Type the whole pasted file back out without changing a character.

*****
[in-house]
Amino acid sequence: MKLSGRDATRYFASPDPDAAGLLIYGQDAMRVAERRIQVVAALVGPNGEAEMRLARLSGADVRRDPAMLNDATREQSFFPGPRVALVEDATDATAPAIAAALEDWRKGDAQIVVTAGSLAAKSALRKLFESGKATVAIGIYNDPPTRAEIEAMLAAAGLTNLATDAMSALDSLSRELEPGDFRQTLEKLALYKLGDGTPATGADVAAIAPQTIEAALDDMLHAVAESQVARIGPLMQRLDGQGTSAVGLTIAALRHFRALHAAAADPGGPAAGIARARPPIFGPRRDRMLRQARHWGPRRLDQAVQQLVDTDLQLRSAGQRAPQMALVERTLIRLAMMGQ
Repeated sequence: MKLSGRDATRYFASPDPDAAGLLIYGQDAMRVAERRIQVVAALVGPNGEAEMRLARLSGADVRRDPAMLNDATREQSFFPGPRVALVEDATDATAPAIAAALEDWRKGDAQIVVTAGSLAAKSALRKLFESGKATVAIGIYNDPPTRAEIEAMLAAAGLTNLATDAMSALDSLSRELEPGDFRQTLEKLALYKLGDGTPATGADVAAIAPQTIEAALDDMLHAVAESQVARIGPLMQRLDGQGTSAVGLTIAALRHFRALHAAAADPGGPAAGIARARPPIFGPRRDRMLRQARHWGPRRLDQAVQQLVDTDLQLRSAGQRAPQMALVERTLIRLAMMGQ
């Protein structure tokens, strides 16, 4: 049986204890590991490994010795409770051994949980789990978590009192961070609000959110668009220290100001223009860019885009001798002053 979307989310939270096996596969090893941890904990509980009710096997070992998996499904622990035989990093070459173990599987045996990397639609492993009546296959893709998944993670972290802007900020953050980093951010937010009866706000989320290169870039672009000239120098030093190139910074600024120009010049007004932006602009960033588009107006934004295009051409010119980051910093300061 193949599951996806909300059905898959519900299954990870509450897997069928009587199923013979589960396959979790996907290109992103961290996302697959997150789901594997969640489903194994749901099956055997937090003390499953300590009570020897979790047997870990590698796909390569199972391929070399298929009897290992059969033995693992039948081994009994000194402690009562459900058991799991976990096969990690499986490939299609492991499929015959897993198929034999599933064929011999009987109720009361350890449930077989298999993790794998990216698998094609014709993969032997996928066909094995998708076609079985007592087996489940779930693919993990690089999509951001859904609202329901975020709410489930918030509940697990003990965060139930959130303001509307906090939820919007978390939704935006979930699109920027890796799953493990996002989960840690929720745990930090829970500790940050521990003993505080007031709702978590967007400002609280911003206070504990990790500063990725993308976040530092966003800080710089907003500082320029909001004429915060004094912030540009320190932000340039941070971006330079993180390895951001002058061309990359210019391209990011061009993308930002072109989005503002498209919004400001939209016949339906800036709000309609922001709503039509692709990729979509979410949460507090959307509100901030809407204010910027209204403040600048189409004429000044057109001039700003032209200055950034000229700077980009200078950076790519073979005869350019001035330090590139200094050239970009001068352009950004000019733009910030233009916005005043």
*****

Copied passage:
[in-house]
Amino acid sequence: MKLSGRDATRYFASPDPDAAGLLIYGQDAMRVAERRIQVVAALVGPNGEAEMRLARLSGADVRRDPAMLNDATREQSFFPGPRVALVEDATDATAPAIAAALEDWRKGDAQIVVTAGSLAAKSALRKLFESGKATVAIGIYNDPPTRAEIEAMLAAAGLTNLATDAMSALDSLSRELEPGDFRQTLEKLALYKLGDGTPATGADVAAIAPQTIEAALDDMLHAVAESQVARIGPLMQRLDGQGTSAVGLTIAALRHFRALHAAAADPGGPAAGIARARPPIFGPRRDRMLRQARHWGPRRLDQAVQQLVDTDLQLRSAGQRAPQMALVERTLIRLAMMGQ
Repeated sequence: MKLSGRDATRYFASPDPDAAGLLIYGQDAMRVAERRIQVVAALVGPNGEAEMRLARLSGADVRRDPAMLNDATREQSFFPGPRVALVEDATDATAPAIAAALEDWRKGDAQIVVTAGSLAAKSALRKLFESGKATVAIGIYNDPPTRAEIEAMLAAAGLTNLATDAMSALDSLSRELEPGDFRQTLEKLALYKLGDGTPATGADVAAIAPQTIEAALDDMLHAVAESQVARIGPLMQRLDGQGTSAVGLTIAALRHFRALHAAAADPGGPAAGIARARPPIFGPRRDRMLRQARHWGPRRLDQAVQQLVDTDLQLRSAGQRAPQMALVERTLIRLAMMGQ
């Protein structure tokens, strides 16, 4: 049986204890590991490994010795409770051994949980789990978590009192961070609000959110668009220290100001223009860019885009001798002053 979307989310939270096996596969090893941890904990509980009710096997070992998996499904622990035989990093070459173990599987045996990397639609492993009546296959893709998944993670972290802007900020953050980093951010937010009866706000989320290169870039672009000239120098030093190139910074600024120009010049007004932006602009960033588009107006934004295009051409010119980051910093300061 193949599951996806909300059905898959519900299954990870509450897997069928009587199923013979589960396959979790996907290109992103961290996302697959997150789901594997969640489903194994749901099956055997937090003390499953300590009570020897979790047997870990590698796909390569199972391929070399298929009897290992059969033995693992039948081994009994000194402690009562459900058991799991976990096969990690499986490939299609492991499929015959897993198929034999599933064929011999009987109720009361350890449930077989298999993790794998990216698998094609014709993969032997996928066909094995998708076609079985007592087996489940779930693919993990690089999509951001859904609202329901975020709410489930918030509940697990003990965060139930959130303001509307906090939820919007978390939704935006979930699109920027890796799953493990996002989960840690929720745990930090829970500790940050521990003993505080007031709702978590967007400002609280911003206070504990990790500063990725993308976040530092966003800080710089907003500082320029909001004429915060004094912030540009320190932000340039941070971006330079993180390895951001002058061309990359210019391209990011061009993308930002072109989005503002498209919004400001939209016949339906800036709000309609922001709503039509692709990729979509979410949460507090959307509100901030809407204010910027209204403040600048189409004429000044057109001039700003032209200055950034000229700077980009200078950076790519073979005869350019001035330090590139200094050239970009001068352009950004000019733009910030233009916005005043």